True West: KAROLIINA PAATOS’s American Cowboy

The music video for Madonna’s 2001 single “Don’t Tell Me” opens on the pop star strutting down a dusty American highway. A loud truck passes, blowing the cowboy hat off her head, while the frame slowly widens to reveal her on an automated walkway in front of a projection screen. Here, director Jean-Baptiste Mondino informs the viewer that Madonna is not really taking a lone walk in the desert and her dancers are not “real” cowboys. The camp fantasy of the cowboy – one of America’s great cultural myths – is so entangled with the reality of its actual occupation that the difference is hard to spot. Even real herders captured in harsh HD, like those of Finnish photographer Karoliina Paatos, reek of Billy the Kid. In her latest publication, American Cowboy, one expects the screen to drop with the turn of every page. It is as if Paatos’s cowboys are constantly tapping on the fourth wall, leaving smudges on the glass.

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America invented Hollywood, which invented celebrity, which invented reality television. Cynically romantic, these are its national tools of self-mythology, and they are especially effective abroad. The cowboy is America’s most renowned brand ambassador. A byproduct of its imperialistic “Manifest Destiny” spirit, he stands for everything that is dirty and “real,” from his fingernails to our fantasies. Paatos’s photograph of a cowboy figurine perched atop a dusty stereo captures his meta-existence, because it is as close to “the real thing” as those who still do this job. Even living-breathing cowboys tend to look like statues: cartoonishly masculine and comfortably ignorant – the strong and silent type. Galloping through dust and sunshine on the back of his horse, he smells of freedom. He has a good heart. An attraction to the cowboy is synonymous with an attraction to the USA’s concept of self.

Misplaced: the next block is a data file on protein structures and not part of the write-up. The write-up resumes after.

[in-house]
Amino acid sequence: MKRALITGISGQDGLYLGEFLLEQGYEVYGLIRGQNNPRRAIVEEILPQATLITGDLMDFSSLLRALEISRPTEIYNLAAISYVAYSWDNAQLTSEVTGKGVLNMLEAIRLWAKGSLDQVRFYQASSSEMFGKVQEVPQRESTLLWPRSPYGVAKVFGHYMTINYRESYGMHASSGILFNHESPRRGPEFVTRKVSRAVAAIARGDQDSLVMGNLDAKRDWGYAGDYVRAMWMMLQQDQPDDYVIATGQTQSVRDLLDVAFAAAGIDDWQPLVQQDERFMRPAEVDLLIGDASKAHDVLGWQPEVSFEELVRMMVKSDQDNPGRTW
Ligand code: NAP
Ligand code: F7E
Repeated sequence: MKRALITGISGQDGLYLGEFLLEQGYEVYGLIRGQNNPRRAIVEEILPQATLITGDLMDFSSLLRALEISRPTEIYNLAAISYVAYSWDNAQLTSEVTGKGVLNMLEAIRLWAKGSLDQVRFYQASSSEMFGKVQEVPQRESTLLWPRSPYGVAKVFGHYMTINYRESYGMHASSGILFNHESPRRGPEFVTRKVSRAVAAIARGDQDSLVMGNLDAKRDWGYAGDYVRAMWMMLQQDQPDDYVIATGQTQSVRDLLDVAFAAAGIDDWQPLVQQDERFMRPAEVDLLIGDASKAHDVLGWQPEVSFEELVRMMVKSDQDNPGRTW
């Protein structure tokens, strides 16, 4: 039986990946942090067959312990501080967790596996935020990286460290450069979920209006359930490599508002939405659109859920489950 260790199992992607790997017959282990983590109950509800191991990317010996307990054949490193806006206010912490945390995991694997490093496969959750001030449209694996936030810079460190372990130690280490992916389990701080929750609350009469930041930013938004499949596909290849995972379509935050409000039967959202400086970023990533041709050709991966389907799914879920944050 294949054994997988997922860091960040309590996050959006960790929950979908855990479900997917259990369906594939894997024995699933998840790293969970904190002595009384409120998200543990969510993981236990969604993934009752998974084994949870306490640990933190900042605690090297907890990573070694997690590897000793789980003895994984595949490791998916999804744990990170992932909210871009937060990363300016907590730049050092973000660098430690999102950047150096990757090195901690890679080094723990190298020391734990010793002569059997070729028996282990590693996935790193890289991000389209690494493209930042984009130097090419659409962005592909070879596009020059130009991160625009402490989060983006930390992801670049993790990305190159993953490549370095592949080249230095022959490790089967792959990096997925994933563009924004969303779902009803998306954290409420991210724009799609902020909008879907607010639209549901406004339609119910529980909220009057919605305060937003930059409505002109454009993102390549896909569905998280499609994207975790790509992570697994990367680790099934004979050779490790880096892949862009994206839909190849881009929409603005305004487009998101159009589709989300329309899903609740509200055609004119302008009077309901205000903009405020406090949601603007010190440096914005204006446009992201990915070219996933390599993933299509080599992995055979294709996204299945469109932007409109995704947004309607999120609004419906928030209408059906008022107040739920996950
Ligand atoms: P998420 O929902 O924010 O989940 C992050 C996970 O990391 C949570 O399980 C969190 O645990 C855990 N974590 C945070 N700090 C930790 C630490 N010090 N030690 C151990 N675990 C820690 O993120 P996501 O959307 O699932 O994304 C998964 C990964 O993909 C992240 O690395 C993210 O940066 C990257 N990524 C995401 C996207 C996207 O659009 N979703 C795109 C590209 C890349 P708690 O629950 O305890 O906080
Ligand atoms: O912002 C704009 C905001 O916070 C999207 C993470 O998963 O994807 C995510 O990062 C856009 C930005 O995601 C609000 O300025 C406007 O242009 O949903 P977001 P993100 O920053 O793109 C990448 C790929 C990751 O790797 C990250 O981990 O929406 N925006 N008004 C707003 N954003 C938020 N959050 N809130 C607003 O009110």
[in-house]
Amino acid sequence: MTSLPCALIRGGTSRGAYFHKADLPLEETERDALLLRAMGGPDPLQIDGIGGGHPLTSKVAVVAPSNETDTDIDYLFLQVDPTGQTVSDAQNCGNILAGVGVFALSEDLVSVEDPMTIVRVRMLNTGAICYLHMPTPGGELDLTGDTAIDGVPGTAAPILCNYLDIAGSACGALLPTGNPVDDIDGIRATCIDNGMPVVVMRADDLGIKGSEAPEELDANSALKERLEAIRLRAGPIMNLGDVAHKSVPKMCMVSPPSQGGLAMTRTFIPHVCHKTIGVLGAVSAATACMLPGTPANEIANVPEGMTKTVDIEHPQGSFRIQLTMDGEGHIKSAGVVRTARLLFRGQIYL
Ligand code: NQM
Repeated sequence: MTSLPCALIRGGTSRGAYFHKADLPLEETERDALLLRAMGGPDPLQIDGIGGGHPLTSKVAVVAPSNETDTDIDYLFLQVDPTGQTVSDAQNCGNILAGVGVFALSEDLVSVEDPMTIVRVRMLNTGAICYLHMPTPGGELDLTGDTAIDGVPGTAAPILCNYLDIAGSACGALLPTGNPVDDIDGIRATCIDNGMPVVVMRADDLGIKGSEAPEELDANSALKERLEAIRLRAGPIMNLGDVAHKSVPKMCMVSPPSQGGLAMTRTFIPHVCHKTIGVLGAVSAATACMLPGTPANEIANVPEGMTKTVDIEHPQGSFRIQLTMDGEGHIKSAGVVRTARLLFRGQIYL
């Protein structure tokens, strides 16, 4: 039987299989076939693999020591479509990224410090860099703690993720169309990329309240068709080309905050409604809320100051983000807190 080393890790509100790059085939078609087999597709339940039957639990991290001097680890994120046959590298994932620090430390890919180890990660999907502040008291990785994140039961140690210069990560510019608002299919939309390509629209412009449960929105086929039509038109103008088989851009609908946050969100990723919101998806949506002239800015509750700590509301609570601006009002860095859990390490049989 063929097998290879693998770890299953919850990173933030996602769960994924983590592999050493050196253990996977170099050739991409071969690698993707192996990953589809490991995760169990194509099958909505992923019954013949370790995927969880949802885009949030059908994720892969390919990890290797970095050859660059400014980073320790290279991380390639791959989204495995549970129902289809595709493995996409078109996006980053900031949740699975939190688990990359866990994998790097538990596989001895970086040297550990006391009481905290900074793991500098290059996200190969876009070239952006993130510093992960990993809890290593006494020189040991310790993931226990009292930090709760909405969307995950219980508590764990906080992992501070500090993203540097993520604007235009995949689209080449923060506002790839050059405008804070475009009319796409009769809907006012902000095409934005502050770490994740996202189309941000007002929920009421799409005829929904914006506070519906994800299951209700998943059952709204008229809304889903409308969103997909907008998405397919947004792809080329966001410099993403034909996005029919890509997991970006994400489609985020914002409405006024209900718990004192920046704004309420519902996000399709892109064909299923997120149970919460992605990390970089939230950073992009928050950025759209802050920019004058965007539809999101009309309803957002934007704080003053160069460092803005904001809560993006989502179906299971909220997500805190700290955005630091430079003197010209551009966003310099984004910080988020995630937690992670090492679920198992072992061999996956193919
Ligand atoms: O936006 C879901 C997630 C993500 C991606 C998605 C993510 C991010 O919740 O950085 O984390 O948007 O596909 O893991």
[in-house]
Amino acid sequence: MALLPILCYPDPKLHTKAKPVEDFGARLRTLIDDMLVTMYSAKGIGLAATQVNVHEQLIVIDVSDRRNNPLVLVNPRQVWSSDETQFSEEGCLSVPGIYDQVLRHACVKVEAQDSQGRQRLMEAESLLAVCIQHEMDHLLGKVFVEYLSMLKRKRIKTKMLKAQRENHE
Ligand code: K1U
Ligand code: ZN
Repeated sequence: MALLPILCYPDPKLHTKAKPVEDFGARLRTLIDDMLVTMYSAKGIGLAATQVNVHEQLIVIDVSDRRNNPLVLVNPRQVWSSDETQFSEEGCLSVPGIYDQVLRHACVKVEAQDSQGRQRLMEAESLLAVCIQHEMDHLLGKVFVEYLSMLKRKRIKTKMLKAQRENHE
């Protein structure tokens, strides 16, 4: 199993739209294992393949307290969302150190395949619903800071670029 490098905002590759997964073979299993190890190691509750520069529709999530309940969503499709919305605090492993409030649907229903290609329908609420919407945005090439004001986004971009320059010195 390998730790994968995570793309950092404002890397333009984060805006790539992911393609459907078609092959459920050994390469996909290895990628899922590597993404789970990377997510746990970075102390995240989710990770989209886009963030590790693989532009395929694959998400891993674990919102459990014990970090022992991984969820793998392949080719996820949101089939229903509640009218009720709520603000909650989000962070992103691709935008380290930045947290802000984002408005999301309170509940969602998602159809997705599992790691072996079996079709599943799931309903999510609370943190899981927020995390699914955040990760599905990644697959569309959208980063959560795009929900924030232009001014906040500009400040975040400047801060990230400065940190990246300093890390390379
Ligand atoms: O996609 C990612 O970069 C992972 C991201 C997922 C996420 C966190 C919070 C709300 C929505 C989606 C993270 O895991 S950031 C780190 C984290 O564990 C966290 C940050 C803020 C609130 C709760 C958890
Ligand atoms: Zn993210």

This cultural fabrication is so potent that it drew Finnish Paatos to non-places in Nevada, Oregon, Arizona, Texas, New Mexico, and Idaho over the past six years. As she familiarized herself with cattle-tending families, hoop-earringed cowgirls, queer cowboys, and Miss Arizona Gay Rodeo contestants, the parameters of the myth turned out to be reductive, but its core irrefutable. Shot in the Great Basin area, American Cowboy is a granular representation of the cowboy’s contemporary existence. Alone at night, a man sits in the driver’s seat of his pick-up, his face lit by the glow of his laptop. A young girl poses contrapposto in a patch of earth littered with shotgun cartridges, her trucker hat printed with a stop sign that reads “STAHP.” These moments of banality highlight the gigantic gap between straw-chewing cowboy reality and a viewer’s coffee-table modernity.